NEW YORK (TheStreet) -- Against reason, better judgment and bald facts, several media outlets greeted Hewlett Packard's(HPQ) - Get Report third-quarter earnings, reported Wednesday, by attempting to will a comeback into existence.

There was no evidence of it. We'll forgive them the $10 billion in write-offs, but the disappearance of HP's personal computer business, with sales down 10% thanks to competition from

Apple

(AAPL) - Get Report

,

Dell

(DELL) - Get Report

and cut-rate competition, all for a shrinking PC pie, took a pipe wrench to HP's top line. The company cut numbers for the year.

Nothing could help. A re-revived tablet was trotted out as a hope. Believe it when you see it. Their service business, once thought to be a savior as HP promised to remake itself in the image of

IBM

(IBM) - Get Report

, was down more than 3%. Printers, another last best hope, was also down.

Flailing in the face of reason, though,

Marketwatch

attempted to pull roses out of ashes with this headline: "H-P results 'better-than-feared;' shares up."

On the topic of those shares going "up," Marketwatch, of course, has some 'splainin' to do. They soon get to it: "H-P (US:HPQ) shares rose 1.5% in late trading after the stock shed about 4% in the dayside session."

Uh, OK. But even if you accept instant stock market reaction as the proper barometer of corporate performance, that's still down 2.5% overall.

Investor's Business Daily

was just as bad with this headline:"HP Shares Fall 4% After Mixed Third-Quarter Results." If the stock fell 4% at sight of the earnings, results were probably a touch worse than "mixed."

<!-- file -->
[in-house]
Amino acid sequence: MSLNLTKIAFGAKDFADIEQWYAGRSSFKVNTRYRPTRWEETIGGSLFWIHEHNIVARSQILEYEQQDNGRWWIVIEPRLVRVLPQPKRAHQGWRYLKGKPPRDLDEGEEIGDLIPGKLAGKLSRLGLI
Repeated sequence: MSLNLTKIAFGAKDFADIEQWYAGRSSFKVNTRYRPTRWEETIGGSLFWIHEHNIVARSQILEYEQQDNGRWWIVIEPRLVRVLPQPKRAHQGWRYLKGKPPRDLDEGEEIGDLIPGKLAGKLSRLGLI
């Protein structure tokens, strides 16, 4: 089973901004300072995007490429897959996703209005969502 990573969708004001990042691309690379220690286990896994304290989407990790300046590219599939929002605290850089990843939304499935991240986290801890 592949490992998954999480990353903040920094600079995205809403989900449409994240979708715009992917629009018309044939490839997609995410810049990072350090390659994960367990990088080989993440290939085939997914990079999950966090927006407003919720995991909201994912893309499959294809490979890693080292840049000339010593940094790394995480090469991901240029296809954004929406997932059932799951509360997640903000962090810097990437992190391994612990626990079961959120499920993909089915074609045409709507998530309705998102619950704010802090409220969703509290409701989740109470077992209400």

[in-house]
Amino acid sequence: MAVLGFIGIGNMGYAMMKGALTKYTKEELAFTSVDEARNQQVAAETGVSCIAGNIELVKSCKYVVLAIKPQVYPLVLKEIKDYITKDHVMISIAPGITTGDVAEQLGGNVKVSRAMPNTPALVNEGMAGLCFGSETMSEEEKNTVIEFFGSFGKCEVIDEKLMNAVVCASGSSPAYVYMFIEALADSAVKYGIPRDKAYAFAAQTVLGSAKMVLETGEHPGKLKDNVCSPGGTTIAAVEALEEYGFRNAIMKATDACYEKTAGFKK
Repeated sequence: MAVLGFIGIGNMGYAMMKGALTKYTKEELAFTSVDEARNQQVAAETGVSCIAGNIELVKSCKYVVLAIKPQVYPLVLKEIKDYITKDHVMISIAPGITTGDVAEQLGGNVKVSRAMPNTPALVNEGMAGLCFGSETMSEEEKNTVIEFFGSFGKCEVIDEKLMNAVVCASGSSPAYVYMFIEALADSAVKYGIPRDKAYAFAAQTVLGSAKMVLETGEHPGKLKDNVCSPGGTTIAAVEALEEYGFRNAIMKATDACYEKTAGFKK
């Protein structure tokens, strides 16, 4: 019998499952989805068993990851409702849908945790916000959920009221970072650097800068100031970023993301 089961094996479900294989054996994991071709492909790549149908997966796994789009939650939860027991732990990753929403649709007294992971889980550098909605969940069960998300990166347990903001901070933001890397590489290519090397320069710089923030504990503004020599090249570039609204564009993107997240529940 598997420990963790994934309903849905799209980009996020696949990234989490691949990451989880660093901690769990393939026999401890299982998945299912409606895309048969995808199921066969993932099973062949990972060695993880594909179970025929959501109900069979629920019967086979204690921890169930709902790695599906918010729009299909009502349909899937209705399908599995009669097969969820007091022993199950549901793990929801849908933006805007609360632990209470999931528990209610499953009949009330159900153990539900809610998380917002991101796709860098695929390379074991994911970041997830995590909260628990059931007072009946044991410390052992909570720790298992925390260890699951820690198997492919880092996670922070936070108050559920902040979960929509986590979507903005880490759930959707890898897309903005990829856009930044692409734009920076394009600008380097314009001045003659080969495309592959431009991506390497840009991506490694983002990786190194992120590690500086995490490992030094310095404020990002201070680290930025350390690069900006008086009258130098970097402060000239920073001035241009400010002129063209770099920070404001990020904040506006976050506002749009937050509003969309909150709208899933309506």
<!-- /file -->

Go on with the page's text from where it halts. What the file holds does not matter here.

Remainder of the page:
But

Investor's Business Daily

was smiling even wider in their lead:"Hewlett-Packard's rejuvenation process continues its slow grind." If this is rejuvenation, even set at a slow grind, let's not imagine a bad quarter, lest we curl up in a collective fetal position.

At the time of publication, the author held no positions in any of the stocks mentioned.

This article is commentary by an independent contributor, separate from TheStreet's regular news coverage.

At the time of publication, Fuchs had no positions in any of the stocks mentioned in this column.

Marek Fuchs was a stockbroker for Shearson Lehman Brothers and a money manager before becoming a journalist who wrote The New York Times' "County Lines" column for six years. He also did back-up beat coverage of The New York Knicks for the paper's Sports section for two seasons and covered other professional and collegiate sports. He has contributed frequently to many of the Times' other sections, including National, Metro, Escapes, Style, Real Estate, Arts & Leisure, Travel, Money & Business, Circuits and the Op-Ed Page.

For his "Business Press Maven" column on how business and finance are covered by the media, Fuchs was named best business journalist critic in the nation by the Talking Biz website at The University of North Carolina School of Journalism and Mass Communication. Fuchs is a frequent speaker on the business media, in venues ranging from National Public Radio to the annual conference of the Society of American Business Editors and Writers.

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